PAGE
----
Daily demonstrations at 11AM, FREE with admission!


Neracar- 1924

The Neracar was the design of Carl Neracher and produced by his company, Ner-A-Car Corporation, in Syracuse, New York. The unique features of a low-slung frame, friction-drive, and hub steering made the Neracar an easy to ride two-wheeler. Unlike motorcycles, these features made the vehicle extremely stable, easy to steer, and allowed for pass-through ingress …

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Clifft Go-Peds- 1978

Dale Clifft, creator of the Clifft Commutercycle, invented the Go-Ped in the late 1970s. The Go-Ped is a power assisting device for manually operated vehicles, such as a bicycle, which takes the form of a motor which powers a driving wheel. The motor is mounted on a mounting frame, which is connected through a linkage …

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Electric Homemade Minibike- 1970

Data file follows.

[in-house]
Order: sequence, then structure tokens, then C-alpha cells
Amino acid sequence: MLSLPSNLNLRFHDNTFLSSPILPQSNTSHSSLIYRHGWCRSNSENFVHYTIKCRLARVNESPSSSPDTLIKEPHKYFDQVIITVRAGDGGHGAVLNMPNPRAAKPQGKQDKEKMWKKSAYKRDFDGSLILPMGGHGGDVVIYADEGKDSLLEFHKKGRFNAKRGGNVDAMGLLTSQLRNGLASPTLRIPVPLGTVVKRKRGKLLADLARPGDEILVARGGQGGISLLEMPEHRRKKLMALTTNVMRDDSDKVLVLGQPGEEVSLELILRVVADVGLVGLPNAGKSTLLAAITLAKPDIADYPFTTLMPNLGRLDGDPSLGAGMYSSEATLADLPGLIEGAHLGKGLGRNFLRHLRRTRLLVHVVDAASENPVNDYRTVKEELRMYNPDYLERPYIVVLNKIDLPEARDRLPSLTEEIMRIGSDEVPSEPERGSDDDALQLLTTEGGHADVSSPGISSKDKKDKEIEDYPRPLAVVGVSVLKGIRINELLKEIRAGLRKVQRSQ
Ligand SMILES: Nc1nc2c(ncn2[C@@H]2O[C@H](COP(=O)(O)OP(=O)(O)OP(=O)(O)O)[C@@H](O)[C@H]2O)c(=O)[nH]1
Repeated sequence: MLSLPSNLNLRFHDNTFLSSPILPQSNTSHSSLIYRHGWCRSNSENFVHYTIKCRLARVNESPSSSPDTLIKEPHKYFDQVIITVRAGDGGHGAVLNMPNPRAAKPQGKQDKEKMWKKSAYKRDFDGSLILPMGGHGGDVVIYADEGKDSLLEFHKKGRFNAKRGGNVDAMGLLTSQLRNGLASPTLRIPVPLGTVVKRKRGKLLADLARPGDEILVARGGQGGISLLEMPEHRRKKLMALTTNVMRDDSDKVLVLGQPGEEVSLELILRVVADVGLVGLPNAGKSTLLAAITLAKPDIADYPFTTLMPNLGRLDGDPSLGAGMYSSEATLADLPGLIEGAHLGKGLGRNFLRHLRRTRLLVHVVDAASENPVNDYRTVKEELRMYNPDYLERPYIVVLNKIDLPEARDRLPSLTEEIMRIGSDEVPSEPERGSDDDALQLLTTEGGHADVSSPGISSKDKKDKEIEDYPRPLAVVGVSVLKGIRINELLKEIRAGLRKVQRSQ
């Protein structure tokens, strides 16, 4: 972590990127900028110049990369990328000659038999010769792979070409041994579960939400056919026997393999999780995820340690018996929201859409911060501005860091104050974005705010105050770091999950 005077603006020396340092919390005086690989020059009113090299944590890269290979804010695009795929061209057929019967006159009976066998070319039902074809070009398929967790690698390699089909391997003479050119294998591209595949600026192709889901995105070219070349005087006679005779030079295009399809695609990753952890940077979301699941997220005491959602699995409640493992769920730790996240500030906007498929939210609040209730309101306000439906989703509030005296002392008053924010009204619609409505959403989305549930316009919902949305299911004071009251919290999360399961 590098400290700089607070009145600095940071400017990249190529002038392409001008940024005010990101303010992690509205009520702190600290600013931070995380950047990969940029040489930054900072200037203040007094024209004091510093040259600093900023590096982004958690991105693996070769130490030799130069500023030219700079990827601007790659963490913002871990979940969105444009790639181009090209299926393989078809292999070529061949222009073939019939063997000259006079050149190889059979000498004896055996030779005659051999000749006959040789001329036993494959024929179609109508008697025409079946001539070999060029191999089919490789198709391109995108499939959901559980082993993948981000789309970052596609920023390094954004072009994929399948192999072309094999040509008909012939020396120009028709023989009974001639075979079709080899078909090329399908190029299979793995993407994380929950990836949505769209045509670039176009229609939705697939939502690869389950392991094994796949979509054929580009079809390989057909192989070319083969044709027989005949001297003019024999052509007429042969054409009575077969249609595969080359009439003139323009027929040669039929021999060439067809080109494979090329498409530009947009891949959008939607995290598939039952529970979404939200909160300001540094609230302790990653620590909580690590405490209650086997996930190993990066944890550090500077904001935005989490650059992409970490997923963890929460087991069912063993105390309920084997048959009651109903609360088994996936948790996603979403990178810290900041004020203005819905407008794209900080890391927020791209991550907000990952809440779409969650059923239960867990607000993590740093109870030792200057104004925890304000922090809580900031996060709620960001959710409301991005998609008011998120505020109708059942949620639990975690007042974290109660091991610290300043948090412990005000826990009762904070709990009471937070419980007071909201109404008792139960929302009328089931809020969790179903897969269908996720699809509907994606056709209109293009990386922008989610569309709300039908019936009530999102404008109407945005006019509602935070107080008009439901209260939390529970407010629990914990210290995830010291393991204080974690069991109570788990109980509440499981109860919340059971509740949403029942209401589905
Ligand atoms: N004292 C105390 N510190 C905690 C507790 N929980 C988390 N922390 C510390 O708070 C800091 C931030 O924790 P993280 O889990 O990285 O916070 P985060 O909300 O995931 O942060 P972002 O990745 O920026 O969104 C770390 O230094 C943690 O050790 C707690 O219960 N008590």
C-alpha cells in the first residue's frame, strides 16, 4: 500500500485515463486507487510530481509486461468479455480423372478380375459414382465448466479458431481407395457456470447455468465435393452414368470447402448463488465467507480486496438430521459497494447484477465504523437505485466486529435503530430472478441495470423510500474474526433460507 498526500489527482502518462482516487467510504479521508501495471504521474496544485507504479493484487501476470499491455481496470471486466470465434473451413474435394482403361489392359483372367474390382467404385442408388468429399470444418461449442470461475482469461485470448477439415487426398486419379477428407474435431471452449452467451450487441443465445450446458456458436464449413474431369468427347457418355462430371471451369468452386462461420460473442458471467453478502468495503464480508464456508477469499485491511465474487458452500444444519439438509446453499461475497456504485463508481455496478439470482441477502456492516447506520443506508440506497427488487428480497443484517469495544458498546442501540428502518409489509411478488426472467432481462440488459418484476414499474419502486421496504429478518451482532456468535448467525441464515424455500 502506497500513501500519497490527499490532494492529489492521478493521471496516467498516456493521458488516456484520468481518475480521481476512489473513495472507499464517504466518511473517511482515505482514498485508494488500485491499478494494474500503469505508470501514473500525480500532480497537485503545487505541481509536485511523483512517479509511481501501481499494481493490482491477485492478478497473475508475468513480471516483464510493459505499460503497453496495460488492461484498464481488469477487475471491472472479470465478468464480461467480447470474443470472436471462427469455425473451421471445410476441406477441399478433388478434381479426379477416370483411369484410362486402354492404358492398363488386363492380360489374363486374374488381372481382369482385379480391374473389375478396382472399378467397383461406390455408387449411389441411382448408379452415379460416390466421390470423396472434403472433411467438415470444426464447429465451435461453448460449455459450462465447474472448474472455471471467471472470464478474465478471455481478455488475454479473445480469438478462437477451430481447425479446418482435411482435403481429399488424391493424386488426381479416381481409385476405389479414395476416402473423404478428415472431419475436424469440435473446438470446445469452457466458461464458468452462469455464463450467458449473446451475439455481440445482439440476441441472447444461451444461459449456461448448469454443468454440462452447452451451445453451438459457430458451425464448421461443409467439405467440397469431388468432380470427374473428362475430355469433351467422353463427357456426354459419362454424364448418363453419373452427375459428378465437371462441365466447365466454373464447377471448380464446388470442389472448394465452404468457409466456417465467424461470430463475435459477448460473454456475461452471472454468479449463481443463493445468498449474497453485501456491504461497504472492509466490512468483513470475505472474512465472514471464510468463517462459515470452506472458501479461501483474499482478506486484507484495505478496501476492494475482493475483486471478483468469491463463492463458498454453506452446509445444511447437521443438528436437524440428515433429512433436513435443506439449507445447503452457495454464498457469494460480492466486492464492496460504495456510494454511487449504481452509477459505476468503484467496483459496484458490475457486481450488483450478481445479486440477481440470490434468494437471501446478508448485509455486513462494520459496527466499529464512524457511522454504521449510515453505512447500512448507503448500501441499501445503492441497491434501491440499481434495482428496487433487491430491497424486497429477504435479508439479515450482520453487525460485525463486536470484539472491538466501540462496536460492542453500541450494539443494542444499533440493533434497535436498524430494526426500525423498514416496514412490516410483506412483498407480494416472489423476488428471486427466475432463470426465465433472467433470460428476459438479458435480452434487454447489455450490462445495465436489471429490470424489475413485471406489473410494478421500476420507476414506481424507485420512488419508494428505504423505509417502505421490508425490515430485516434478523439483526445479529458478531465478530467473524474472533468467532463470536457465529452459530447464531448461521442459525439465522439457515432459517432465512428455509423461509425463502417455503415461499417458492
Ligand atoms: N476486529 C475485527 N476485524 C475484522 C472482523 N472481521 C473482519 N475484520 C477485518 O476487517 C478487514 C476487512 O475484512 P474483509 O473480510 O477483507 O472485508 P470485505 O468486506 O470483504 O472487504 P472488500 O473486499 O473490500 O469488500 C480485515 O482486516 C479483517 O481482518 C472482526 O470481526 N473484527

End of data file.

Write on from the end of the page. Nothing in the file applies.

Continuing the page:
This homemade electric minibike was built by Richard Kulka of Mansfield, Ohio and used as his commuter vehicle for the two-mile ride from his home to the firehouse where he worked. It is believed to have been constructed using plans out of Popular Mechanics or another mechanical interest magazine of the period. The bike is …

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Xingyue Shanghai ScooterPOD- 2008

This small, 49cc, two-wheeled enclosed scooter was made by little known Chinese scooter manufacturer Xingyue. The scooter is meant to achieve high gas mileage and be more practical in inclement weather with its full roof panel, similar to the company’s larger enclosed three-wheel 150cc scooters. Although not confirmed, it appears that Xingyue may have been …

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Clifft Commutercycle- 1974

In 1973, Dale Clifft set out to build a small, fuel-efficient vehicle to use as a commuter vehicle in his southern California hometown of Tarzana. Working in a friend’s garage, Clifft constructed a tubular framework, and covered it in a reddish-orange metallic Naugahyde, to create a small three-wheeler that seated two. As he wanted to …

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Bamby- 1984

A modern version of the Peel P50, Bamby microcars were built in Hull, England by Alan Evans. Initial marketing targeted the sale of this modern microcar to young drivers and housewives, but the cost of the vehicle (around £1,597) proved unrealistic for that market. Bamby production only lasted about one year – from its introduction …

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